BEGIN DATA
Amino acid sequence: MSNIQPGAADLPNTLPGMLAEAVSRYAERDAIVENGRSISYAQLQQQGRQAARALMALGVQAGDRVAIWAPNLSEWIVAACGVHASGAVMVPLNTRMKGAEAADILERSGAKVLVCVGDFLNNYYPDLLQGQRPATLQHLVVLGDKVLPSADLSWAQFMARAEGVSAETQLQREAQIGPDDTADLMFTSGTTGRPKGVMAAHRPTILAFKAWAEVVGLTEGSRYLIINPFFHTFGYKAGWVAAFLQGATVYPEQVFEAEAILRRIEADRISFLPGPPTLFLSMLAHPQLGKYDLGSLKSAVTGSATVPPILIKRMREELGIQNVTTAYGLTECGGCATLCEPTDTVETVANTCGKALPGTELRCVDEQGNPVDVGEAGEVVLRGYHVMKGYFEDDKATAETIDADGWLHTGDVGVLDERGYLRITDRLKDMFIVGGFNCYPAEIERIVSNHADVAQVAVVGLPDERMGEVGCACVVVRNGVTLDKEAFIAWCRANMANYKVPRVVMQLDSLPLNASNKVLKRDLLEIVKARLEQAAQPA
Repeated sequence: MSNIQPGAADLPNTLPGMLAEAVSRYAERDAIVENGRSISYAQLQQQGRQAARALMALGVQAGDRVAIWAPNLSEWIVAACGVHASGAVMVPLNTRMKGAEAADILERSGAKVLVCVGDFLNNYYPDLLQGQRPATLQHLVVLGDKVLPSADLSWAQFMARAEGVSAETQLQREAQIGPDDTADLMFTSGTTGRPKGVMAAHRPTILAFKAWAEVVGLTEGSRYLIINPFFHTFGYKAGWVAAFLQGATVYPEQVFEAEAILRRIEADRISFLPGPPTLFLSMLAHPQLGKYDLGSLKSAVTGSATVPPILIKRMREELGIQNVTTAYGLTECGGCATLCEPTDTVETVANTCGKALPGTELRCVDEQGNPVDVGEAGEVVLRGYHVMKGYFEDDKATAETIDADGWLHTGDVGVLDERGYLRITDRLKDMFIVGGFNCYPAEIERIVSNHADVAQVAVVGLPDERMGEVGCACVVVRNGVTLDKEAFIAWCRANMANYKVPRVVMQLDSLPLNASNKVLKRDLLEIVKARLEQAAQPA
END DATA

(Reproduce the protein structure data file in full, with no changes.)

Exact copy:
Amino acid sequence: MSNIQPGAADLPNTLPGMLAEAVSRYAERDAIVENGRSISYAQLQQQGRQAARALMALGVQAGDRVAIWAPNLSEWIVAACGVHASGAVMVPLNTRMKGAEAADILERSGAKVLVCVGDFLNNYYPDLLQGQRPATLQHLVVLGDKVLPSADLSWAQFMARAEGVSAETQLQREAQIGPDDTADLMFTSGTTGRPKGVMAAHRPTILAFKAWAEVVGLTEGSRYLIINPFFHTFGYKAGWVAAFLQGATVYPEQVFEAEAILRRIEADRISFLPGPPTLFLSMLAHPQLGKYDLGSLKSAVTGSATVPPILIKRMREELGIQNVTTAYGLTECGGCATLCEPTDTVETVANTCGKALPGTELRCVDEQGNPVDVGEAGEVVLRGYHVMKGYFEDDKATAETIDADGWLHTGDVGVLDERGYLRITDRLKDMFIVGGFNCYPAEIERIVSNHADVAQVAVVGLPDERMGEVGCACVVVRNGVTLDKEAFIAWCRANMANYKVPRVVMQLDSLPLNASNKVLKRDLLEIVKARLEQAAQPA
Repeated sequence: MSNIQPGAADLPNTLPGMLAEAVSRYAERDAIVENGRSISYAQLQQQGRQAARALMALGVQAGDRVAIWAPNLSEWIVAACGVHASGAVMVPLNTRMKGAEAADILERSGAKVLVCVGDFLNNYYPDLLQGQRPATLQHLVVLGDKVLPSADLSWAQFMARAEGVSAETQLQREAQIGPDDTADLMFTSGTTGRPKGVMAAHRPTILAFKAWAEVVGLTEGSRYLIINPFFHTFGYKAGWVAAFLQGATVYPEQVFEAEAILRRIEADRISFLPGPPTLFLSMLAHPQLGKYDLGSLKSAVTGSATVPPILIKRMREELGIQNVTTAYGLTECGGCATLCEPTDTVETVANTCGKALPGTELRCVDEQGNPVDVGEAGEVVLRGYHVMKGYFEDDKATAETIDADGWLHTGDVGVLDERGYLRITDRLKDMFIVGGFNCYPAEIERIVSNHADVAQVAVVGLPDERMGEVGCACVVVRNGVTLDKEAFIAWCRANMANYKVPRVVMQLDSLPLNASNKVLKRDLLEIVKARLEQAAQPA